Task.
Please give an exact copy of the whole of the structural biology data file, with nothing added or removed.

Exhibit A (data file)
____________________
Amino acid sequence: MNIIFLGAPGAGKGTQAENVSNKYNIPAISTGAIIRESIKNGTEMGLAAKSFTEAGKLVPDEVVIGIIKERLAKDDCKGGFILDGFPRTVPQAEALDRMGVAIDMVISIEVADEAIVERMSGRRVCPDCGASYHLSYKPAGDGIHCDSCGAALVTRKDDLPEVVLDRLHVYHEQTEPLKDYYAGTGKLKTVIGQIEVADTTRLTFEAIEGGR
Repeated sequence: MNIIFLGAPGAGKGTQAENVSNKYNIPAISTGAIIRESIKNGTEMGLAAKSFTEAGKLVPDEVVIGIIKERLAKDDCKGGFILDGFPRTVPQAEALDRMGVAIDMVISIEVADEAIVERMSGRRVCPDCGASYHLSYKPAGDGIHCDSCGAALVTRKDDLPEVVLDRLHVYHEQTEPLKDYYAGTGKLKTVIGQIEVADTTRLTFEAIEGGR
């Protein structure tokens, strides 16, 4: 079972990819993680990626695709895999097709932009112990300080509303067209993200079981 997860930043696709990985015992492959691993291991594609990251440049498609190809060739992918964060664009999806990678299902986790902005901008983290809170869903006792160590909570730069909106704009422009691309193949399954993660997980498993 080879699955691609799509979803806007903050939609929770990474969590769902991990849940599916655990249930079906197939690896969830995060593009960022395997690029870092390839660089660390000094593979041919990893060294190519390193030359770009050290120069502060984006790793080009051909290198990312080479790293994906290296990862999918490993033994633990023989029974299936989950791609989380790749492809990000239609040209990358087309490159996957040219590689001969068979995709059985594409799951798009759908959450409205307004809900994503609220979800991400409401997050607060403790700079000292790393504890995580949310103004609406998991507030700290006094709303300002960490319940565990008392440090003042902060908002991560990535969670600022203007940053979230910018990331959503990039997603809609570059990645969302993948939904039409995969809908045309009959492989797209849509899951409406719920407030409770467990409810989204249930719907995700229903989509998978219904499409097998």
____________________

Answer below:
Amino acid sequence: MNIIFLGAPGAGKGTQAENVSNKYNIPAISTGAIIRESIKNGTEMGLAAKSFTEAGKLVPDEVVIGIIKERLAKDDCKGGFILDGFPRTVPQAEALDRMGVAIDMVISIEVADEAIVERMSGRRVCPDCGASYHLSYKPAGDGIHCDSCGAALVTRKDDLPEVVLDRLHVYHEQTEPLKDYYAGTGKLKTVIGQIEVADTTRLTFEAIEGGR
Repeated sequence: MNIIFLGAPGAGKGTQAENVSNKYNIPAISTGAIIRESIKNGTEMGLAAKSFTEAGKLVPDEVVIGIIKERLAKDDCKGGFILDGFPRTVPQAEALDRMGVAIDMVISIEVADEAIVERMSGRRVCPDCGASYHLSYKPAGDGIHCDSCGAALVTRKDDLPEVVLDRLHVYHEQTEPLKDYYAGTGKLKTVIGQIEVADTTRLTFEAIEGGR
């Protein structure tokens, strides 16, 4: 079972990819993680990626695709895999097709932009112990300080509303067209993200079981 997860930043696709990985015992492959691993291991594609990251440049498609190809060739992918964060664009999806990678299902986790902005901008983290809170869903006792160590909570730069909106704009422009691309193949399954993660997980498993 080879699955691609799509979803806007903050939609929770990474969590769902991990849940599916655990249930079906197939690896969830995060593009960022395997690029870092390839660089660390000094593979041919990893060294190519390193030359770009050290120069502060984006790793080009051909290198990312080479790293994906290296990862999918490993033994633990023989029974299936989950791609989380790749492809990000239609040209990358087309490159996957040219590689001969068979995709059985594409799951798009759908959450409205307004809900994503609220979800991400409401997050607060403790700079000292790393504890995580949310103004609406998991507030700290006094709303300002960490319940565990008392440090003042902060908002991560990535969670600022203007940053979230910018990331959503990039997603809609570059990645969302993948939904039409995969809908045309009959492989797209849509899951409406719920407030409770467990409810989204249930719907995700229903989509998978219904499409097998």